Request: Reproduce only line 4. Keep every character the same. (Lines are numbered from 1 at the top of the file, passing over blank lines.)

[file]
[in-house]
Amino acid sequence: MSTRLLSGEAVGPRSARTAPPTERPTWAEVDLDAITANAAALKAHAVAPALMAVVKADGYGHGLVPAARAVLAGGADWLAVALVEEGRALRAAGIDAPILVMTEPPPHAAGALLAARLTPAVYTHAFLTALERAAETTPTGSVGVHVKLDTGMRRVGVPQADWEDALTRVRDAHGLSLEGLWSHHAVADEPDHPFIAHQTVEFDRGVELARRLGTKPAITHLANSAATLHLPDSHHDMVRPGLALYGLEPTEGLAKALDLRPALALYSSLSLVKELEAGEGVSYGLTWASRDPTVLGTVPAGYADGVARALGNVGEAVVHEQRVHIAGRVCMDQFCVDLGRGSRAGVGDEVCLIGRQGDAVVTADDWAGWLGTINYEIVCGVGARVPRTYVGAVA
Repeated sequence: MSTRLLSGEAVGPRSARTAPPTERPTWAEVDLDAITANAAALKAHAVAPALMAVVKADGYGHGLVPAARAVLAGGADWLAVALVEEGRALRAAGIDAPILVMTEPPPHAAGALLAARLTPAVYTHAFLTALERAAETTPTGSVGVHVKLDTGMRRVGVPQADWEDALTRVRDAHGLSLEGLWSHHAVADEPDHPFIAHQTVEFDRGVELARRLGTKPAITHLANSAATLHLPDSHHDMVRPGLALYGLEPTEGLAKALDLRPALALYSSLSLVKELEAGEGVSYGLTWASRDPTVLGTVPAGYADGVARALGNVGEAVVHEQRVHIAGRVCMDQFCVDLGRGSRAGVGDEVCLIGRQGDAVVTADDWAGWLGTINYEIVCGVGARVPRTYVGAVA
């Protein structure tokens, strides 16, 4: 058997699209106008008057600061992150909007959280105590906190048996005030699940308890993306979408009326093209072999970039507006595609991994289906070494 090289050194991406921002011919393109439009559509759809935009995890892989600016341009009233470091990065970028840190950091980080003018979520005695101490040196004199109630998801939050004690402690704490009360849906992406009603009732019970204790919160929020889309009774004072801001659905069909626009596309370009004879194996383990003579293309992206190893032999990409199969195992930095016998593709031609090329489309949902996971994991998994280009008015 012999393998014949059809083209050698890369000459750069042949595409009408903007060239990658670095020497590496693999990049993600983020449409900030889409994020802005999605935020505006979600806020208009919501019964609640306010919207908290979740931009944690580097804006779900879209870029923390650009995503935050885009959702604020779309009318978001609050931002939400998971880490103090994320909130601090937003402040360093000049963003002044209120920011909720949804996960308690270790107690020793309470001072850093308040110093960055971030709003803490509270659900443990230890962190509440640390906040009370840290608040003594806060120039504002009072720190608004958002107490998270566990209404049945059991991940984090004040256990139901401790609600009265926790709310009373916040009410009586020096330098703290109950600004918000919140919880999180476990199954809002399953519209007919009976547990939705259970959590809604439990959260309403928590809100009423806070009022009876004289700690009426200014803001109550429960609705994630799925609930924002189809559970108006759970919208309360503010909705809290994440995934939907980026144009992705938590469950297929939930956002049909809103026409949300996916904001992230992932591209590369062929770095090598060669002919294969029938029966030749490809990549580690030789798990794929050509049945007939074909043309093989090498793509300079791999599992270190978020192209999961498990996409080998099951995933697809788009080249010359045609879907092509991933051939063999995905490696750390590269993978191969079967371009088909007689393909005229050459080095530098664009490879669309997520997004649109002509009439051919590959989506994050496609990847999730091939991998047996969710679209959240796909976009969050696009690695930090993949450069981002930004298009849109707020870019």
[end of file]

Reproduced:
């Protein structure tokens, strides 16, 4: 058997699209106008008057600061992150909007959280105590906190048996005030699940308890993306979408009326093209072999970039507006595609991994289906070494 090289050194991406921002011919393109439009559509759809935009995890892989600016341009009233470091990065970028840190950091980080003018979520005695101490040196004199109630998801939050004690402690704490009360849906992406009603009732019970204790919160929020889309009774004072801001659905069909626009596309370009004879194996383990003579293309992206190893032999990409199969195992930095016998593709031609090329489309949902996971994991998994280009008015 012999393998014949059809083209050698890369000459750069042949595409009408903007060239990658670095020497590496693999990049993600983020449409900030889409994020802005999605935020505006979600806020208009919501019964609640306010919207908290979740931009944690580097804006779900879209870029923390650009995503935050885009959702604020779309009318978001609050931002939400998971880490103090994320909130601090937003402040360093000049963003002044209120920011909720949804996960308690270790107690020793309470001072850093308040110093960055971030709003803490509270659900443990230890962190509440640390906040009370840290608040003594806060120039504002009072720190608004958002107490998270566990209404049945059991991940984090004040256990139901401790609600009265926790709310009373916040009410009586020096330098703290109950600004918000919140919880999180476990199954809002399953519209007919009976547990939705259970959590809604439990959260309403928590809100009423806070009022009876004289700690009426200014803001109550429960609705994630799925609930924002189809559970108006759970919208309360503010909705809290994440995934939907980026144009992705938590469950297929939930956002049909809103026409949300996916904001992230992932591209590369062929770095090598060669002919294969029938029966030749490809990549580690030789798990794929050509049945007939074909043309093989090498793509300079791999599992270190978020192209999961498990996409080998099951995933697809788009080249010359045609879907092509991933051939063999995905490696750390590269993978191969079967371009088909007689393909005229050459080095530098664009490879669309997520997004649109002509009439051919590959989506994050496609990847999730091939991998047996969710679209959240796909976009969050696009690695930090993949450069981002930004298009849109707020870019």